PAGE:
This is not some knee-jerk reaction to what happened in yesterday's 15-3 blowout loss to the Sox. Sure, the right-hander gave up seven hits and six runs in two innings of work, including a pair of home runs.
But Carlos Silva has got to go.
Now this should not be a surprise to anyone who knows anything about baseball. The fact that Silva is a lousy pitcher is one of the biggest "Duh!'s" in history. It is an understatement similar to saying that Tiger Woods likes the ladies.
Look, if that's not Silva's face atop the list of the worst starting pitchers in major league baseball, he's in the team photo.
And just because GM Jim Hendry desperately wants to show his new bosses that he received some value in return for Milton Bradley, this charade just shouldn't be allowed to continue.
Look, if the Cubs really want to be contenders in 2010, they need to put their best foot forward, not in their mouths. Their best team for 2010 may include a Zambrano and a Marmol, but not a Carlos named Silva.
I understand we don't have quality depth in the rotation right now. The uncertain status of Ted Lilly and the departure of Rich Harden means this club can't afford to simply cast aside useful starting pitching.
But notice the word "useful"...that term is an antonym with Silva.
The fact is, Hendry and the Cubs wanted to offload Bradley so badly that all they wanted is a warm body and a few million dollars in salary relief in return. Well, at least they got the salary relief.
Meanwhile, they also need another kind of "relief".
Too bad they couldn't have pried away Mark Lowe from Seattle, given our conspicuous need for relief pitching at this point.
But no matter, for as Carl Sandburg once said, "The past is a bucket of ashes." Hendry must now be man enough to admit that Silva is simply not worth retaining just because they don't have the appetite to eat his bloated contract.
Oh I'm sure that the Cubs will give him a couple more chances to show what he can do, but if recent history is any guide, it won't work out favorably. Even if he somehow squeezes out a decent start or two, it will be fool's gold.
Meanwhile, the lower half of the rotation could be downright terrifying until Lilly returns.
Even accounting for an improved offense this year, that's potentially two out of every five games where our rotation will be at a disadvantage as compared with contending teams, at a minimum, and that is assuming the other three pitch well and the team scores runs.
Unless he pitches poorly this spring, you can expect Tom Gorzelanny to win one of the spots and I'm certain that Hendry was crossing his fingers that Silva would take the other.
If Silva pitches his way to the DL or an outright release, that opens a spot for Jeff Samardzija, another Cubs pitcher whom Hendry is hoping to get some positive value from this year.
That could be ugly my friends. Look, as Voltaire once said (I think he pitched for the Cubs in the early 20s), "Doubt is not a pleasant condition, but certainty is absurd."
Still, it would be nice to go into the season with something a bit more concrete to go on than this. As much as I root for the guy, I still don't see anything that suggests "The Shark" is ready to command three pitches well enough to succeed over five or six innings at the big league level.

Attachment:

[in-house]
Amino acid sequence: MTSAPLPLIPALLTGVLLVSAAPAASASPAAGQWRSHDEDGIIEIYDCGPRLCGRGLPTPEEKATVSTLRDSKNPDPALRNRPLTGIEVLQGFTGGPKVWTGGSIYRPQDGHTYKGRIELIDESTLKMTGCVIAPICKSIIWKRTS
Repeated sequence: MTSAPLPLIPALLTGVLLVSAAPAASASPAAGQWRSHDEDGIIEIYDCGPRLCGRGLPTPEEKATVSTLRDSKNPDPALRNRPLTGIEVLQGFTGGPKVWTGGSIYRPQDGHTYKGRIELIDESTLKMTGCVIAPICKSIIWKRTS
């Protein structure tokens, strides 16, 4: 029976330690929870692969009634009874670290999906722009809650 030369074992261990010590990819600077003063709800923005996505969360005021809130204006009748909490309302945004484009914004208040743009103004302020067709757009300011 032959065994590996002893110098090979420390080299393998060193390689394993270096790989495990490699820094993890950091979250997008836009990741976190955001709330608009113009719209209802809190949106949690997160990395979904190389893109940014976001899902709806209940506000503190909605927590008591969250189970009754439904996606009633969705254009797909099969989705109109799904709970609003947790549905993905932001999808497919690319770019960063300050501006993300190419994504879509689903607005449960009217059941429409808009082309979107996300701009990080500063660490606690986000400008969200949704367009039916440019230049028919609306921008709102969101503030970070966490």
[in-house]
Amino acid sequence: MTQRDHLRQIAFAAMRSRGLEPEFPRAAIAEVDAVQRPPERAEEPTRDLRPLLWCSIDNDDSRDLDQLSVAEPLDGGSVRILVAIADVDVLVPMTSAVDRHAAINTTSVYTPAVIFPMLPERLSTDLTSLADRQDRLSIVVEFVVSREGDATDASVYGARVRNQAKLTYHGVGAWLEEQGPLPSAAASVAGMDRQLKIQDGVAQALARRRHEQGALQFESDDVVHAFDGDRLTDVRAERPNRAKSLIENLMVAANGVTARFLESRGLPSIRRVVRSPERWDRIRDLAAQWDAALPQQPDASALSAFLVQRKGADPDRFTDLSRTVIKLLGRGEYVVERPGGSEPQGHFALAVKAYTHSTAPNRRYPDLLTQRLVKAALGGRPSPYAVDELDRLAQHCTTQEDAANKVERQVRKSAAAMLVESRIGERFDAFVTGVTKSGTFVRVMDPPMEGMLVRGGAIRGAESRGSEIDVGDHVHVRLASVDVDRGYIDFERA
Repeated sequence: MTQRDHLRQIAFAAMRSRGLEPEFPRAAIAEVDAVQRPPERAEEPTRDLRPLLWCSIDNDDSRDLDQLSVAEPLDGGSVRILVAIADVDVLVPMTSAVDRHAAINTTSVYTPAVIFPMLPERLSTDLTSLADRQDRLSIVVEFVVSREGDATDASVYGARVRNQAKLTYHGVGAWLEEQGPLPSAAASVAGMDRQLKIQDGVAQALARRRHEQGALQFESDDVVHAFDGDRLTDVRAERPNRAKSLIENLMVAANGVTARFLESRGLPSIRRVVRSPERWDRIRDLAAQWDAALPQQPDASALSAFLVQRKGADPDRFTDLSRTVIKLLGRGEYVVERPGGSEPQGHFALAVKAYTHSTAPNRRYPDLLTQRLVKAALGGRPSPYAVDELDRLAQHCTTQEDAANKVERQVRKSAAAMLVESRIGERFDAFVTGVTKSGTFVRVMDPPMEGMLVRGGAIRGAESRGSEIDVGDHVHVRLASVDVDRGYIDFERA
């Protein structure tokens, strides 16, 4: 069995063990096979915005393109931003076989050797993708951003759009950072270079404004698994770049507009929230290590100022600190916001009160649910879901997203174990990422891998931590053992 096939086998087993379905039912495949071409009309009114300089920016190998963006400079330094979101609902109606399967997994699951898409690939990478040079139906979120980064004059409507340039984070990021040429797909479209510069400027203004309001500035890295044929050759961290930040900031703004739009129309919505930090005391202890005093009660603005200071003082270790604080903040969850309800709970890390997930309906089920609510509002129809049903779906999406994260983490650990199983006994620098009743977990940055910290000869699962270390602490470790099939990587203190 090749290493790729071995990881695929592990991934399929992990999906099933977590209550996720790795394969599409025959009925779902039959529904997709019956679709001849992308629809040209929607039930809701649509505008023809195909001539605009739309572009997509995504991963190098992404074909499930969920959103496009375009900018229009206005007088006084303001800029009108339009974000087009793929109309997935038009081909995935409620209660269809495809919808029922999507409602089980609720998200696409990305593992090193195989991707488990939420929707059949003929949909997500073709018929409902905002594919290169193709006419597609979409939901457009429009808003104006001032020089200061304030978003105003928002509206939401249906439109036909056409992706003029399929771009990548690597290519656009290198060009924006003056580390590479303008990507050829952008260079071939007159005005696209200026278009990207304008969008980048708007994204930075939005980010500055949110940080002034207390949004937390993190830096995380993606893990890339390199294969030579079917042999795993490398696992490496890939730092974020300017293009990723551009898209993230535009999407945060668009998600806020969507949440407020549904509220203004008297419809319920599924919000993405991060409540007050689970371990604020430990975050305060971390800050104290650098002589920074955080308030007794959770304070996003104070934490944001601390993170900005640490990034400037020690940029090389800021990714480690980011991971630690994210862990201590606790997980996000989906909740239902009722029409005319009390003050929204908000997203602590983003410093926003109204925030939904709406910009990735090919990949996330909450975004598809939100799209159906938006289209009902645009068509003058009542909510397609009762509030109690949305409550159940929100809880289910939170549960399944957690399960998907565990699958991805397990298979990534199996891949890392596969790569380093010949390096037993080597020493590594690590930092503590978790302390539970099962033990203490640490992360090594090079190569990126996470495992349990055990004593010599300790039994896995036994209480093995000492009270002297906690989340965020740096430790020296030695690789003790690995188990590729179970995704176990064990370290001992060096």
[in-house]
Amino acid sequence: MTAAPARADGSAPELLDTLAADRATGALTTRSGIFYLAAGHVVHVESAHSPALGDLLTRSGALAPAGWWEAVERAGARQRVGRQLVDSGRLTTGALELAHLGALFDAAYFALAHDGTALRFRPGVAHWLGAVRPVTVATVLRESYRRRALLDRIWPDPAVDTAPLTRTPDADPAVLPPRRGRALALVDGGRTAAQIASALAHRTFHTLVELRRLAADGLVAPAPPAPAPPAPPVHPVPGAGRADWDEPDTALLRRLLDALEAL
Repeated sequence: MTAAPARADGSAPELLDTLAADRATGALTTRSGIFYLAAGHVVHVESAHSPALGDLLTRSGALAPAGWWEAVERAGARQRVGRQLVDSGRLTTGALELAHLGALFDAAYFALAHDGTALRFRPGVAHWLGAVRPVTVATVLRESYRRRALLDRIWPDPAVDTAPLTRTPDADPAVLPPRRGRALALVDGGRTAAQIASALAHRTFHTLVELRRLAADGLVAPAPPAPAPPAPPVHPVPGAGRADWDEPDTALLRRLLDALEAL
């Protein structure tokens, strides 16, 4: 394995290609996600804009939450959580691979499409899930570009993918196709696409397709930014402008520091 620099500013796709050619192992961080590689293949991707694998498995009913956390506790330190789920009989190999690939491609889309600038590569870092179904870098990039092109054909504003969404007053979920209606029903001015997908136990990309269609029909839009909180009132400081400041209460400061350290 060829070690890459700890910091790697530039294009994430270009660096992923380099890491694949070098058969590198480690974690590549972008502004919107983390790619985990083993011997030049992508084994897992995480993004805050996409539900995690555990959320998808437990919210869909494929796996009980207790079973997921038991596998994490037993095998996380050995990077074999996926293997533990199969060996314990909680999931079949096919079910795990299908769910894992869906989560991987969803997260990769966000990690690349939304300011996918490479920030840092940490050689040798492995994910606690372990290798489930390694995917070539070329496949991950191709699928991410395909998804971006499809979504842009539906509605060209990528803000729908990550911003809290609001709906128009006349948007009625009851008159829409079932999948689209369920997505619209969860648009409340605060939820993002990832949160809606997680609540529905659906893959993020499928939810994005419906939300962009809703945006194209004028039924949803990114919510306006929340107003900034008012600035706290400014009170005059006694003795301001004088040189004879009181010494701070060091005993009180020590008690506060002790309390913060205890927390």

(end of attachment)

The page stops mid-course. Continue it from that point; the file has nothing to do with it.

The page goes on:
There are still a couple guys out there on the market, but don't expect Hendry to make any moves unless they discover that Lilly needs more time than initially thought.
His priority is an arm for the bullpen right now. And, while he didn't look good yesterday, I think it's time to see what Andrew Cashner can do.
The Cubs have been grooming the former college closer as a starter but I still view him as a reliever, albeit a potentially very good one. But he's young and will need to go through the normal growing pains until he finds consistent success.
Who will set up Carlos Marmol, assuming he throws strikes and can be an effective closer? The John Grabow experience is not the answer in my opinion.
But returning to Silva for a moment, he allowed 442 hits in just over 355 innings in 2007 and 2008. Last year, he pitched about 30 awful innings the entire season.
As if that wasn't bad enough, it's not as if he was any better with the Twins in 2006—246 hits in 180+ innings of work and a 5.94 ERA doesn't exactly inspire confidence.
While Mark Twain may have raised a valid point when he said that "Facts are stubborn things, but statistics are more pliable", these numbers can't be disputed.
You don't even need to look up his WHIP or his FIP, the man sucks at pitching a baseball for a living. Yet he will make $11.5 million this year and next, with a $12 million mutual option that contains a $2 million dollar buyout for 2012.
Let that absorb for a minute. Imagine what Seattle would have paid him if he had actually been any good when he signed with them...
Now, the Mariners will pick up $9 million of that albatross over the next two years, thank you, which leaves the Cubs having to eat $16 million if they release him (minus the salary they lost in moving Bradley, of course).
But that's OK. For as I once said, in fact it was today, "Call it addition by subtraction".